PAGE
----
by Helen E. H. Madden
Ah, October! The start of what would normally be Mating Season in la casa de Madden had I not been flat-on-my-back sick the last two weeks. Had I just been flat-on-my-back, that would have been just fine and in keeping with the spirit of Mating Season , but no, I had to be sick as well. Blergh.
I am on the road to recovery, thankfully, and should be fully up-and-at-'em by the time the Hubster returns home from a business trip. With luck, I'll be ready to make up for a late start to Mating Season. But why is it Mating Season, you ask? Well, let me explain. Around here, when the weather turns cool and the sky takes on that particularly crisp shade of Autumn blue, yours truly suddenly feels the need to breed. A lot of this has to do with the temperature. In my opinion, summer is just too damned hot and humid for me to want to touch another person. All that heat and muggy air just drains the life right out of me. We have AC, of course, but something about artificially cooled air really just kills my appetite for sex (I know, I'm weird).
Winter isn't bad for sex. Cold weather is the ideal excuse to snuggle under the covers, so long as holiday shopping and preparations haven't stressed me out to the Nth degree. Spring is okay. The temperature is good (i.e. not too hot), but for some reason Spring just sort of puts my libido into hibernation. I don't know why. Maybe it's because I know Summer is on the way?
Anyway, my sex drive is very much a seasonal thing, and right now we're at peak season. I look at the Hubster, who has just started wearing those cozy, cuddly flannel shirts I love so much, and all I can think of is, "EAT HIM NOW." Which, if the kids aren't home or are safely preoccupied with the current Disney Princess movie du jour, is exactly what I usually do.
None of this frisky Fall mating activity, however, has ever resulted in a child. Yep, that's right. My need to breed is completely stymied by obscure biological reasons.
Let me tell you about what lies behind my own personal closed door. From the time I was 18 until the time I was 28, I took the pill religiously and it was probably the biggest waste of money I've ever spent. At age 29, after a year of trying to conceive, I was pronounced infertile and my whole life turned upside down. I have never experienced any greater misery than what I went through during the three years that followed that diagnosis. There were tests galore, some of them quite painful and all of them inconclusive. There were doctors, most of whom had about as much sympathy as a rat's ass for what I was going through. There were people all around me who got pregnant. I kid you not, at one point, there were five people in my office, including me, and three of them were expecting. My non-expecting co-worker, Janice, had adult children and was way past menopause. Thus I became the prime target for my three expectant co-workers who developed a nasty habit of giving me the hairy eyeball and asking, "Aren't you ever going to have kids?" This, in addition a workload that was practically killing me, is what led me to quit my day job.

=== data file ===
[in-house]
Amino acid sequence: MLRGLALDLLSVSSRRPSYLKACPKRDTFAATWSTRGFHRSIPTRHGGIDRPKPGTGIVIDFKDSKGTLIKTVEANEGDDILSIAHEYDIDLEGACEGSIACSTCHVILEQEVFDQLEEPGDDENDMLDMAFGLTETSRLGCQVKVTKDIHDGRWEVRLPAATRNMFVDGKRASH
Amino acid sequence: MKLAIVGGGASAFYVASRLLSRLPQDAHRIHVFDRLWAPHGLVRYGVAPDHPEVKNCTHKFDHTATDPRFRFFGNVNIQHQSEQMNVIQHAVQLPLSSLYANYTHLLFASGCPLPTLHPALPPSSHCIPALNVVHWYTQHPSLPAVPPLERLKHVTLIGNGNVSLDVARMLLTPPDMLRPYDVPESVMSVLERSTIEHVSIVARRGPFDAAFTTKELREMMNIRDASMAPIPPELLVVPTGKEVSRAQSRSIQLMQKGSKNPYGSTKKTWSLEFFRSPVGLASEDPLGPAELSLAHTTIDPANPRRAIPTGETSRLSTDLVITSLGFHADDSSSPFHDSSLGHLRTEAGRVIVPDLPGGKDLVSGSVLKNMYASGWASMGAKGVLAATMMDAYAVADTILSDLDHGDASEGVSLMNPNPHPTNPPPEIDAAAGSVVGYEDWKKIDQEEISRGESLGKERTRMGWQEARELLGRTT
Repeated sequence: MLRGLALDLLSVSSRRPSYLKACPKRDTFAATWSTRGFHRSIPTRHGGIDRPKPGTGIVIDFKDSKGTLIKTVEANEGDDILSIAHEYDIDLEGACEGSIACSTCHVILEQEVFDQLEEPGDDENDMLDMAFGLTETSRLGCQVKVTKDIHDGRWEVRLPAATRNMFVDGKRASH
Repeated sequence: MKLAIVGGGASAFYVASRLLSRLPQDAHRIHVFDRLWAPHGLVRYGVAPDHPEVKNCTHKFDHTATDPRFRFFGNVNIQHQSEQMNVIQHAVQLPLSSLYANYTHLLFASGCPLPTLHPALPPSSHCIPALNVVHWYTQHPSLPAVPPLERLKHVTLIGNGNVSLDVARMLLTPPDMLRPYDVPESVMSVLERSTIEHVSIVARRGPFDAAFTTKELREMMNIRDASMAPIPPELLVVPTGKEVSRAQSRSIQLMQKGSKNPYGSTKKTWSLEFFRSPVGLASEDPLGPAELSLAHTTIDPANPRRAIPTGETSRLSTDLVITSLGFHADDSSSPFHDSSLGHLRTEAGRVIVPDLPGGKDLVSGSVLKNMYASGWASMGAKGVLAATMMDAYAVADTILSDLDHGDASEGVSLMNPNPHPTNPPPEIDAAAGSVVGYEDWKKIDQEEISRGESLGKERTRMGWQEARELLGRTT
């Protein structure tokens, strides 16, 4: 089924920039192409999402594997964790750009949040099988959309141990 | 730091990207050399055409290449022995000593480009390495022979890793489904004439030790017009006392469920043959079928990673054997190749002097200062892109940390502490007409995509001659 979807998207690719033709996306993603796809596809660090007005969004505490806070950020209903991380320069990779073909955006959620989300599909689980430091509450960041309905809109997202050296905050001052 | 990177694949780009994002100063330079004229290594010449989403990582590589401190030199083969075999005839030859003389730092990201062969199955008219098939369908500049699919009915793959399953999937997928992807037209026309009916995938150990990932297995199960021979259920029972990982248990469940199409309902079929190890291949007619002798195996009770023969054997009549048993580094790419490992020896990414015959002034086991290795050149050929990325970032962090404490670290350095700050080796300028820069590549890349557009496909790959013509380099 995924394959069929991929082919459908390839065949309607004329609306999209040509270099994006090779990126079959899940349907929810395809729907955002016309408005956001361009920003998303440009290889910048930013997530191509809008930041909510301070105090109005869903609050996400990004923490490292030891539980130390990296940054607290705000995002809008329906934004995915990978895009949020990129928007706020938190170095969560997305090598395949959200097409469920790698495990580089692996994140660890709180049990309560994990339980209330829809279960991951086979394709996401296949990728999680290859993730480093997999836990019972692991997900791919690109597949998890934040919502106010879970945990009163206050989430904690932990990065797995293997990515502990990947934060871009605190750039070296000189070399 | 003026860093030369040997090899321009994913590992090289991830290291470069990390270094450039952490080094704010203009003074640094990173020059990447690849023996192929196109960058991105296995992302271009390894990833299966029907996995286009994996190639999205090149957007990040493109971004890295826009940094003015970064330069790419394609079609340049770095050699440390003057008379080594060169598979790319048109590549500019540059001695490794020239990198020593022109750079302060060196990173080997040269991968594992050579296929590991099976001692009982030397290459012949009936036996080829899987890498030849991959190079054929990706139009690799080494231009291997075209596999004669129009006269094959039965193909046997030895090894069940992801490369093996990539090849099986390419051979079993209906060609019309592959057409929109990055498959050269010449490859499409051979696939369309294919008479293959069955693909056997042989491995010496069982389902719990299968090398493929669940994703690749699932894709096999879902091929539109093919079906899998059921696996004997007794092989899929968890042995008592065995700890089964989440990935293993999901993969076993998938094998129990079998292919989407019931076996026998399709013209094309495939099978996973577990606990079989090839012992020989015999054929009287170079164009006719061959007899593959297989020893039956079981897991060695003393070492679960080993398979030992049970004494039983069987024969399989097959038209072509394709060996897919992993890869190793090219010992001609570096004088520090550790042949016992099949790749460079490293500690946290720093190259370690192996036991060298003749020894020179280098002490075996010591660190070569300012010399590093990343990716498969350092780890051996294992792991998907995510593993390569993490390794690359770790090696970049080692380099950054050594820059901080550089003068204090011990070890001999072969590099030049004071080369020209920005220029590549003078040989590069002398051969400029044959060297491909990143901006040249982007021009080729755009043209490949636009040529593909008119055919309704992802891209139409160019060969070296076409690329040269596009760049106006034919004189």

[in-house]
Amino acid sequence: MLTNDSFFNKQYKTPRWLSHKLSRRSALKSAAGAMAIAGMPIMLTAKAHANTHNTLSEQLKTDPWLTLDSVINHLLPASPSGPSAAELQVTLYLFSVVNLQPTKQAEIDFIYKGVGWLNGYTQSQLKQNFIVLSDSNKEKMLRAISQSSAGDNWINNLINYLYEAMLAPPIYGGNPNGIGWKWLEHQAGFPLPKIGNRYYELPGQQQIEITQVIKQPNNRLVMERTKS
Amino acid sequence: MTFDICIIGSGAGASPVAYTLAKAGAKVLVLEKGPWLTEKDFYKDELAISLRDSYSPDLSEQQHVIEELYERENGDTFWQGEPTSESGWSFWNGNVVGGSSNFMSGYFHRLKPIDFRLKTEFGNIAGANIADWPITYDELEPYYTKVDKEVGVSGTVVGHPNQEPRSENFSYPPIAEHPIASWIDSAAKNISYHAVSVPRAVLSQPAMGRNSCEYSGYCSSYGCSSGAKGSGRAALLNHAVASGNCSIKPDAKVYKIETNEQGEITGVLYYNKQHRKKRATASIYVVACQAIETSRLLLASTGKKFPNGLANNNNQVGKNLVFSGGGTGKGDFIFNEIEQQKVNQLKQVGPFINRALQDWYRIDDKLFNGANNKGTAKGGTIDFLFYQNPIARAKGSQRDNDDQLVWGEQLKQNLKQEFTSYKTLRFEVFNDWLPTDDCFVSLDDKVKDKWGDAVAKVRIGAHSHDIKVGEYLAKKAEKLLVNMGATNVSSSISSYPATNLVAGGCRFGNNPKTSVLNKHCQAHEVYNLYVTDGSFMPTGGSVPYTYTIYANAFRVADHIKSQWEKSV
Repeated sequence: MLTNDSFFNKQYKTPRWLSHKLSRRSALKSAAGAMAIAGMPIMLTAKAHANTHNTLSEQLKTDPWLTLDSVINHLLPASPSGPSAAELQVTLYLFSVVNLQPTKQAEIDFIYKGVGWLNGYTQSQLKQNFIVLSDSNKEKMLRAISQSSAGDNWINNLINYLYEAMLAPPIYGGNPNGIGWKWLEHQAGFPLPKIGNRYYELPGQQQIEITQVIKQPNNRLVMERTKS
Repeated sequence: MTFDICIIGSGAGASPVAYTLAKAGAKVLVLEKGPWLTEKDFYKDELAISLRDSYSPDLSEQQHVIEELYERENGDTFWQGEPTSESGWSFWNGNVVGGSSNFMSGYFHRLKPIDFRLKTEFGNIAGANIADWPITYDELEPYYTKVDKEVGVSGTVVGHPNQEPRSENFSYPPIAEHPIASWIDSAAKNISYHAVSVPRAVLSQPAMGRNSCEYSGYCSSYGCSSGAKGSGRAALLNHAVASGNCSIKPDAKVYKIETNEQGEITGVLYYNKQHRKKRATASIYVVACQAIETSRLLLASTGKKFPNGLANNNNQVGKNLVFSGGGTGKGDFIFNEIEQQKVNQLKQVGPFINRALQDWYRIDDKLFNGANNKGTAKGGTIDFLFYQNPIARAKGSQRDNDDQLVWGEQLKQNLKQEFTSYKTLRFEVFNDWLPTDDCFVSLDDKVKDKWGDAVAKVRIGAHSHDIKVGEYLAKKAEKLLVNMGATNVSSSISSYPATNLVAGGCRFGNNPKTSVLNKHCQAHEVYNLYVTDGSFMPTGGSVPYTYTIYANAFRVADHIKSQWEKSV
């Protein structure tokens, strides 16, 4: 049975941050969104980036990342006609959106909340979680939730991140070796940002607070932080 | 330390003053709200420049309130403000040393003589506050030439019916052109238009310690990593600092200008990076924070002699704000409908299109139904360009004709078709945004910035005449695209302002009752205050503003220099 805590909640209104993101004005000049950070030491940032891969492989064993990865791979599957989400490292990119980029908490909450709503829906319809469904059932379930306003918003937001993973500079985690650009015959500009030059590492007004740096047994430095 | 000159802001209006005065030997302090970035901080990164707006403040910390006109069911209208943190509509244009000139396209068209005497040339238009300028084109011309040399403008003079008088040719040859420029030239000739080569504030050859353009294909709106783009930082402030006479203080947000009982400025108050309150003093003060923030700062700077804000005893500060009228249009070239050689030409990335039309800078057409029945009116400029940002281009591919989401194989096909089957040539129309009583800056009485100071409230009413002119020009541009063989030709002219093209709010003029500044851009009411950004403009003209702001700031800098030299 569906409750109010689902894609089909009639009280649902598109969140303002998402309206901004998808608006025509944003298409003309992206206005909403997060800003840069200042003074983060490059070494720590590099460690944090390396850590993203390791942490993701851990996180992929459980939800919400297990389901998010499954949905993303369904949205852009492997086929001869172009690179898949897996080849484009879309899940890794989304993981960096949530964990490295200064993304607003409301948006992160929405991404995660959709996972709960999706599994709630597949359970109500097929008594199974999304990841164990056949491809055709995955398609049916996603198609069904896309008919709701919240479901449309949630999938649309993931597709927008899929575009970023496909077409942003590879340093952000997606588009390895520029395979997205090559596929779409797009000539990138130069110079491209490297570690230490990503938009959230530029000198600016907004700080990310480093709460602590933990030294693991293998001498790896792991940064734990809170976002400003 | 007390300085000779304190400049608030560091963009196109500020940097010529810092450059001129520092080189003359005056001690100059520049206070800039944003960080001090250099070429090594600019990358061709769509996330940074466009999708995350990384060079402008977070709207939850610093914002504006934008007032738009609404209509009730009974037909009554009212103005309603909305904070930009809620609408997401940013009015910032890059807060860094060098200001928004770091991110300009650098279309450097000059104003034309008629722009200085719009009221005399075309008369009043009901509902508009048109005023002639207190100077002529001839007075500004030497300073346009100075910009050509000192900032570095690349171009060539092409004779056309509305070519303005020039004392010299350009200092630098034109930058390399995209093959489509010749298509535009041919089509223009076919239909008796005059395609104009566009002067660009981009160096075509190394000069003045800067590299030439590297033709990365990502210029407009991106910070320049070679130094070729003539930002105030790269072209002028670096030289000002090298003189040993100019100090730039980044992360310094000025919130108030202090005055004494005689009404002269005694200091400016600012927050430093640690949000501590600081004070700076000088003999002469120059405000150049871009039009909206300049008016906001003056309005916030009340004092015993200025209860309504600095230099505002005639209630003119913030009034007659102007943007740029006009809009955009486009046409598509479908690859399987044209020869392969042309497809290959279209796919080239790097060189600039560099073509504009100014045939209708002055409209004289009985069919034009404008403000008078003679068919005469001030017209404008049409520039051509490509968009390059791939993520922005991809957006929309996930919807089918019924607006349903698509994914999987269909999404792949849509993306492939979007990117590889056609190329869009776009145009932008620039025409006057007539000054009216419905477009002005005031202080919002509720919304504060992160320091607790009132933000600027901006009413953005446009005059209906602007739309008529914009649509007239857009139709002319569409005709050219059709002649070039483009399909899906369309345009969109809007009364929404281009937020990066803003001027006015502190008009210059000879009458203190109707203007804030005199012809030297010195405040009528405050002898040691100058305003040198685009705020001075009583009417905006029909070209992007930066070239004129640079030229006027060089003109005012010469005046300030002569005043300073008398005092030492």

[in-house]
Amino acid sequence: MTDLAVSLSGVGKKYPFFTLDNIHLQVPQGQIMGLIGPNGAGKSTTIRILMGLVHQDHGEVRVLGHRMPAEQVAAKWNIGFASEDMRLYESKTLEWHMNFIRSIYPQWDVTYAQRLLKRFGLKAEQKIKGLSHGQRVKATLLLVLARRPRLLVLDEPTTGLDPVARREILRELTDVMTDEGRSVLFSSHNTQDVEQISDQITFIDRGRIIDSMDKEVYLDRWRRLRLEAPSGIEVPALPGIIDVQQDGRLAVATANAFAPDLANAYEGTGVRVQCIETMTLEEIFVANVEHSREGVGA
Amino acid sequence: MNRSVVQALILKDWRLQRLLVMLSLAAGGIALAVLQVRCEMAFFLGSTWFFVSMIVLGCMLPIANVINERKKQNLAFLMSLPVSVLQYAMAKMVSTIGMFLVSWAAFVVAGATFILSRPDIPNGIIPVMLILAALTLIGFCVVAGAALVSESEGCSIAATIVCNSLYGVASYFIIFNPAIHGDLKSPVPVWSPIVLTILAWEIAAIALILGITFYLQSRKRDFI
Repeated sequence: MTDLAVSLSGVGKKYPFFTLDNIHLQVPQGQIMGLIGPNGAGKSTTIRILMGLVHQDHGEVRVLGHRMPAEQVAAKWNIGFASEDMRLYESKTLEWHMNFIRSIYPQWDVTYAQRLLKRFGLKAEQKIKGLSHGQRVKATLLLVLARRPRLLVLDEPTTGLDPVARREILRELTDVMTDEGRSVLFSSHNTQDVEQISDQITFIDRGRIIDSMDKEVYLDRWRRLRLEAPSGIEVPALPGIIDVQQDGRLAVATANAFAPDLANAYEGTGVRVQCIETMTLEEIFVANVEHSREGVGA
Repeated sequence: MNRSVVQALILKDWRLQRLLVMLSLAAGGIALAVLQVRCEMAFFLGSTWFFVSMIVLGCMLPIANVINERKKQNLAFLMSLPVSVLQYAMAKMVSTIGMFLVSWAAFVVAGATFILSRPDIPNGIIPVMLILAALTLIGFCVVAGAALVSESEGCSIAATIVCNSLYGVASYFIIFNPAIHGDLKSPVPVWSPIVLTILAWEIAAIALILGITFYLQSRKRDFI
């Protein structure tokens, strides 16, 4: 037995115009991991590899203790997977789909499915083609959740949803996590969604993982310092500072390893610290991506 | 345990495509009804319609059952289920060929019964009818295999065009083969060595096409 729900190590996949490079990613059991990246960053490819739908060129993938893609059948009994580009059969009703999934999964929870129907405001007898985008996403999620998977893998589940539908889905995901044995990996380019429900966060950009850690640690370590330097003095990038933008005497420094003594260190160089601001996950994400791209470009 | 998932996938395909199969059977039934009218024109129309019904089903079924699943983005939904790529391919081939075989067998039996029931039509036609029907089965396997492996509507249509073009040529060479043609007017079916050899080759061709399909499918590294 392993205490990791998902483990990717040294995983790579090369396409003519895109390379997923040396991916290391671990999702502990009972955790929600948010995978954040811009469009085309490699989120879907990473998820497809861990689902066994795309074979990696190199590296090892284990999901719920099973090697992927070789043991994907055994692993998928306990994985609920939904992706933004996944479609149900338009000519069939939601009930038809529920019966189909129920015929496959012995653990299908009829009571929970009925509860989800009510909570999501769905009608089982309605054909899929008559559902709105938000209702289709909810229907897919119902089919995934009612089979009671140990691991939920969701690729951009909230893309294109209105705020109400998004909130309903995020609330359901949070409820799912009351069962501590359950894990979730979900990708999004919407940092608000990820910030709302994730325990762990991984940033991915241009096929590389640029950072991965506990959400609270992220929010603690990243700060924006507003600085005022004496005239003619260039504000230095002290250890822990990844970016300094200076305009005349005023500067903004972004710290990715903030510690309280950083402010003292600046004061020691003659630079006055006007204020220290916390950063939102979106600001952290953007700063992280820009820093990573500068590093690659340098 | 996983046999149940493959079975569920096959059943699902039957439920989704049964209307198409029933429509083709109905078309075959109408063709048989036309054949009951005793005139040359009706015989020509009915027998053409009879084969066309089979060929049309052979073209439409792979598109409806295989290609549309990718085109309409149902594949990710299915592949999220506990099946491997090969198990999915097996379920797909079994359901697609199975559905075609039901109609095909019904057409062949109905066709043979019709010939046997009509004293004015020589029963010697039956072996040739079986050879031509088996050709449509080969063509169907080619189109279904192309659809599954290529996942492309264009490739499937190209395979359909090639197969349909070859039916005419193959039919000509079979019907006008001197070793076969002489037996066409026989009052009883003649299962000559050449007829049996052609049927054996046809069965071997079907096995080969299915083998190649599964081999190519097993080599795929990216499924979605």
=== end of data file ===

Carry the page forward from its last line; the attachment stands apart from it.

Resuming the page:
There were home ovulation detection tests, the kind that required me to pee on a stick for a week straight. There were morning temperature chartings, also intended to track my ovulation. There were pregnancy tests, all of them negative. In my book, pregnancy tests were almost as big a waste of money as the pill. There were holistic cure-alls and prescribed medications, all of which made me incredibly moody and very ill.
And through all this misery, there was the Hubster. Calm, steadfast, patient, loving. The Hubster was the one who helped me track down the right specialist for our problem and then researched all our insurance options to make certain we could afford what needed to be done. He was the one who held my hand and wiped away the tears and kept track of my menstrual cycle on the calendar when I was too emotionally exhausted or too hormone-addled by drugs to care. Nothing tests a marriage quite the way infertility does. I've seen couples divorce because partners blamed each other for being unable to conceive. That never happened to the Hubster and me. There were never any arguments or any blame over what was happening, only his steadfast determination to go through the process with me until we came to some kind of a solution.
It was the Hubster who convinced me after yet another failed round of treatments to try just once more. This time, the specialist recommended a procedure called ovulation induction. It involved a series of hormone injections designed to make my ovaries produce multiple eggs, followed by an HCG shot that would time the release of said eggs. Once the HCG was administered, we needed to be at the clinic exactly 36 hours later to do an artificial insemination. Hubster would go into a comfortable room furnished with a couch and pornographic magazines to "produce a sperm sample" and then once that sample had been rinsed and concentrated, the doctor would thread a catheter through my cervix to deliver millions of Hubster sperm directly to my uterus and waiting eggs.
This procedure has worked for us twice.
It's been 12 years since I last used birth control. Try as we might, Hubster and I can not conceive on our own. Yet thanks to Hubster's persistence and the miracles of modern medicine, we have two beautiful daughters who keep us hopping from dawn until dusk every single day. When the Hubster gets home from his business trip, I'm going to sit those girls down in front of the TV with the Disney Princess movie du jour, and then I'm going to take the Hubster by the hand up to our bedroom...
And close the door.
Happy Mating Season, everyone.